I was thinking about this the other day, and once next year rolls around I will basically have spent a quarter of my life in this country. You always hear about how clean and safe Japan is – and that is perhaps the biggest draw to living here – but there are also so many other little benefits that you may not have even realised.
Of course, many of these things may also be available to you in other countries, but because I have only actually lived in Northern Ireland and Japan, I can’t really say. All I know is that a culmination of all these things – along with the great food and reasonably predictable weather – makes Japan a great place to live. Below are just some random everyday things that popped into my head!
You can pay for most things with your train card. To travel in Japan, everyone uses a prepaid card that you simply charge up at the station and then swipe at the ticket gate. But the great thing about this card is that it almost acts like a debit card – accepted in convenience stores, supermarkets and restaurants to pay for things. So as long as you have some money loaded on your train card, you never really need cash.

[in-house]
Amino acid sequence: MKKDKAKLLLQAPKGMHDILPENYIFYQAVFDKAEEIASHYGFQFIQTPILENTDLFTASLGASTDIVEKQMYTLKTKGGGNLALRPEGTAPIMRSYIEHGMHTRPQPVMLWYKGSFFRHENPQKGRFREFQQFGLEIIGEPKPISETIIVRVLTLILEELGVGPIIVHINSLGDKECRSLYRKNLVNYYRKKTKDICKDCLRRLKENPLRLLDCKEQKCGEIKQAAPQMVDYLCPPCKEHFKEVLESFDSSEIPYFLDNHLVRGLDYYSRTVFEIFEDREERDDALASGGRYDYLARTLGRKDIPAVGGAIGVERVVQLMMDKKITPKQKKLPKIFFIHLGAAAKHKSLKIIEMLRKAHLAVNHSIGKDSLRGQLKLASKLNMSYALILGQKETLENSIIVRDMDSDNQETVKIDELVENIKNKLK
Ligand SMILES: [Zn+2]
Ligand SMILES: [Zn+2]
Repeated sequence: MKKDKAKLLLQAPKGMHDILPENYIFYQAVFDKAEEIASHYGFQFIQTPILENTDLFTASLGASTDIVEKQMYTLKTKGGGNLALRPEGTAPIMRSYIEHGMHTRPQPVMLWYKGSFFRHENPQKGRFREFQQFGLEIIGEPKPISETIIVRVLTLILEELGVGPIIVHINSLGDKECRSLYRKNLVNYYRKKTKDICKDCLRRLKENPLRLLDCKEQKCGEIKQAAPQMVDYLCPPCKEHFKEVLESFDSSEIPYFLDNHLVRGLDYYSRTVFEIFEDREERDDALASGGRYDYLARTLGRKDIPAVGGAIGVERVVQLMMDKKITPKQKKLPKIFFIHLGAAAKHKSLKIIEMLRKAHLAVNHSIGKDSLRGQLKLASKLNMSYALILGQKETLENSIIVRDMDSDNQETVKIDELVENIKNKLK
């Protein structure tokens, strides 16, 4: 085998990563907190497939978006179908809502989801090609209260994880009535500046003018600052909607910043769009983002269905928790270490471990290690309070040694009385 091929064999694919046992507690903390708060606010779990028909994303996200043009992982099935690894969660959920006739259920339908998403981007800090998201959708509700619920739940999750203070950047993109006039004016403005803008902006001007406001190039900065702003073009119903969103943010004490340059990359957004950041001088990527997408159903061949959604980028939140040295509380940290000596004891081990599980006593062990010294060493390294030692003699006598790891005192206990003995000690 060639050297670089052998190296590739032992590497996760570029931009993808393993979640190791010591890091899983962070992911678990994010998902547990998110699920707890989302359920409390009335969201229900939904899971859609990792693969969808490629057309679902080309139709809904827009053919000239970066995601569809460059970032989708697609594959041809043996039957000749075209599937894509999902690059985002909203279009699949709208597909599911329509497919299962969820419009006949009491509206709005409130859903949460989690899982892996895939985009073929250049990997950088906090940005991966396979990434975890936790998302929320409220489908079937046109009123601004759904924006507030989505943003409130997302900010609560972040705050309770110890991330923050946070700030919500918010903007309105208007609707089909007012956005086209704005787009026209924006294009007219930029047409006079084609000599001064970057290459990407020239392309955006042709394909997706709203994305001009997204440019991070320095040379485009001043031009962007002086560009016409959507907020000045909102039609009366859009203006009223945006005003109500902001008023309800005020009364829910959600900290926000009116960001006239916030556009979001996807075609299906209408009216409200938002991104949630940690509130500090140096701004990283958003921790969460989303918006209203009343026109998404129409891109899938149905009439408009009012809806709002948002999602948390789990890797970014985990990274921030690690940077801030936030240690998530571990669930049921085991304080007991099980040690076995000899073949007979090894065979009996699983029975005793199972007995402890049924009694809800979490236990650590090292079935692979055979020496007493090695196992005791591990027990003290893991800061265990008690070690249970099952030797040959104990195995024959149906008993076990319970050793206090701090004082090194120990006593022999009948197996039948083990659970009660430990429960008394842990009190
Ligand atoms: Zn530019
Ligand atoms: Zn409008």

You can book a cinema seat and then cancel it without paying if you decide not to go. Perfect if you don’t really know what you wanna do at the weekend, cinemas such as Wald9 in Shinjuku allow you to reserve a seat online for free up to three days in advance which you then pay for when you arrive. If you decide not to go, you won’t be charged and the seat simply becomes free again.
¥100 coffee from the konbini (convenience store). I know it’s not gourmet shit, but it’s properly ground coffee from a machine for under $1 or £0.70. I don’t know anywhere in the world you can get proper coffee that cheap.
National Holidays. There are usually one of these a month – and sometimes even two – meaning that a long weekend is never far away. I always start the year with big plans and intentions, intending to travel heavily during these breaks. When the time comes, however, you’ll usually find me chilling.
You will rarely (almost never) have a bad meal. All down to the Japanese work ethic, if something looks or tastes bad it simply won’t be served. Japan prides itself on service, and so you’ll never have to send anything back or complain. At least I haven’t ever had to anyway.